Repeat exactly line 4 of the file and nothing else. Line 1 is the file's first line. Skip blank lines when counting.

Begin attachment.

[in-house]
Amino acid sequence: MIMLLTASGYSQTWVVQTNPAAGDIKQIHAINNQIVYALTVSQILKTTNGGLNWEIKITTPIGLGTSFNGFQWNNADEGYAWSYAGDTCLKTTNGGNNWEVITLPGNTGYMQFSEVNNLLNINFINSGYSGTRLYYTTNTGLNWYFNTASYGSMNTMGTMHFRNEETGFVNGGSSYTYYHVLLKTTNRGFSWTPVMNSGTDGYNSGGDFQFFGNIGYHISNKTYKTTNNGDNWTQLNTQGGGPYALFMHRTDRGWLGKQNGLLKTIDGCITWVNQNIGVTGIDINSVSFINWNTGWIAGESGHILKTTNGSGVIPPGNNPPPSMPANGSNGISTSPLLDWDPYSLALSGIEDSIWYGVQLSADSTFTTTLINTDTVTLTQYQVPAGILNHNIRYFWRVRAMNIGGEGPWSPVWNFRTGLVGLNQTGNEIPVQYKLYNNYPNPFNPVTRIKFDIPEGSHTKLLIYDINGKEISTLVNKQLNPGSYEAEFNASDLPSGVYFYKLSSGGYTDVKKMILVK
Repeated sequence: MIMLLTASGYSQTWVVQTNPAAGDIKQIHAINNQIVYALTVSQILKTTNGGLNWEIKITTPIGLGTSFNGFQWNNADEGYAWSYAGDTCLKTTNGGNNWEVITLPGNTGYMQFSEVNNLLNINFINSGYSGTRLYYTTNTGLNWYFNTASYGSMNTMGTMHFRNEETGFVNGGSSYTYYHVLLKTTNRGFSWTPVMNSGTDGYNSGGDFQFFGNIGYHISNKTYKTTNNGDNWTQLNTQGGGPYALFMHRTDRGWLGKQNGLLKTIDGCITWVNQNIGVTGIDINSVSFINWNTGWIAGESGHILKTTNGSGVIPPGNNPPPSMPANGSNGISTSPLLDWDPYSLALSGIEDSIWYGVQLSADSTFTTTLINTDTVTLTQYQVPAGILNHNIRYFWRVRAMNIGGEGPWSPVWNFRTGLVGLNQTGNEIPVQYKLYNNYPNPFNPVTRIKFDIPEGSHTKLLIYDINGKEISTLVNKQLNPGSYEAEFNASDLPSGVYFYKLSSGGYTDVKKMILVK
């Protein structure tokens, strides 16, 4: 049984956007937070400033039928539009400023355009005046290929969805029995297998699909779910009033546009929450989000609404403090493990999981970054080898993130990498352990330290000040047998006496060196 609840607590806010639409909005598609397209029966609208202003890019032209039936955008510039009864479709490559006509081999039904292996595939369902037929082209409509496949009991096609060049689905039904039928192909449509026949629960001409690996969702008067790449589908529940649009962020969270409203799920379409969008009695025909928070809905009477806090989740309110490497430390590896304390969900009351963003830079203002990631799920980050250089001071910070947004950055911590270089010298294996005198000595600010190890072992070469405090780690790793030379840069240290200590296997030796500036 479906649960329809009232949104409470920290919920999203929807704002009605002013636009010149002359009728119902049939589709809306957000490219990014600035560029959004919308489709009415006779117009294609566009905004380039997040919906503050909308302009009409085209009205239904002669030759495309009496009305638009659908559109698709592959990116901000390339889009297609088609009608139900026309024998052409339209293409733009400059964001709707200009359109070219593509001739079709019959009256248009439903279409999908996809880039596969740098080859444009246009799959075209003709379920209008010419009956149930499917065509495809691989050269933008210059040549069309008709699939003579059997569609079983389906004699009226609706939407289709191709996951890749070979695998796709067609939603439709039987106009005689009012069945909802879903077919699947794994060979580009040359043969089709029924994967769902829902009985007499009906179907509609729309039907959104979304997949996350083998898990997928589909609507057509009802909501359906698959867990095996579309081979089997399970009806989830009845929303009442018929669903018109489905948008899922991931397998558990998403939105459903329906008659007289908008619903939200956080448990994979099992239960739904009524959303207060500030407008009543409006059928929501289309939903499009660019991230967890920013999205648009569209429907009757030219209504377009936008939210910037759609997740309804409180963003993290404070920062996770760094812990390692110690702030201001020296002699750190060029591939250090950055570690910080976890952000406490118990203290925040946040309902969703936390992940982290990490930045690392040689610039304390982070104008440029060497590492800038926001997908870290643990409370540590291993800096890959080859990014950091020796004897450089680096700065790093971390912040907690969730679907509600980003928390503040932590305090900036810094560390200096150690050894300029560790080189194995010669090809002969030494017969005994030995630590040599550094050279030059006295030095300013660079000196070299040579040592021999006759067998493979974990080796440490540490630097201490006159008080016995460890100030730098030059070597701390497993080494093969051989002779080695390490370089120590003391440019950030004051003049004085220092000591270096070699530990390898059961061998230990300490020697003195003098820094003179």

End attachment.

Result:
């Protein structure tokens, strides 16, 4: 049984956007937070400033039928539009400023355009005046290929969805029995297998699909779910009033546009929450989000609404403090493990999981970054080898993130990498352990330290000040047998006496060196 609840607590806010639409909005598609397209029966609208202003890019032209039936955008510039009864479709490559006509081999039904292996595939369902037929082209409509496949009991096609060049689905039904039928192909449509026949629960001409690996969702008067790449589908529940649009962020969270409203799920379409969008009695025909928070809905009477806090989740309110490497430390590896304390969900009351963003830079203002990631799920980050250089001071910070947004950055911590270089010298294996005198000595600010190890072992070469405090780690790793030379840069240290200590296997030796500036 479906649960329809009232949104409470920290919920999203929807704002009605002013636009010149002359009728119902049939589709809306957000490219990014600035560029959004919308489709009415006779117009294609566009905004380039997040919906503050909308302009009409085209009205239904002669030759495309009496009305638009659908559109698709592959990116901000390339889009297609088609009608139900026309024998052409339209293409733009400059964001709707200009359109070219593509001739079709019959009256248009439903279409999908996809880039596969740098080859444009246009799959075209003709379920209008010419009956149930499917065509495809691989050269933008210059040549069309008709699939003579059997569609079983389906004699009226609706939407289709191709996951890749070979695998796709067609939603439709039987106009005689009012069945909802879903077919699947794994060979580009040359043969089709029924994967769902829902009985007499009906179907509609729309039907959104979304997949996350083998898990997928589909609507057509009802909501359906698959867990095996579309081979089997399970009806989830009845929303009442018929669903018109489905948008899922991931397998558990998403939105459903329906008659007289908008619903939200956080448990994979099992239960739904009524959303207060500030407008009543409006059928929501289309939903499009660019991230967890920013999205648009569209429907009757030219209504377009936008939210910037759609997740309804409180963003993290404070920062996770760094812990390692110690702030201001020296002699750190060029591939250090950055570690910080976890952000406490118990203290925040946040309902969703936390992940982290990490930045690392040689610039304390982070104008440029060497590492800038926001997908870290643990409370540590291993800096890959080859990014950091020796004897450089680096700065790093971390912040907690969730679907509600980003928390503040932590305090900036810094560390200096150690050894300029560790080189194995010669090809002969030494017969005994030995630590040599550094050279030059006295030095300013660079000196070299040579040592021999006759067998493979974990080796440490540490630097201490006159008080016995460890100030730098030059070597701390497993080494093969051989002779080695390490370089120590003391440019950030004051003049004085220092000591270096070699530990390898059961061998230990300490020697003195003098820094003179």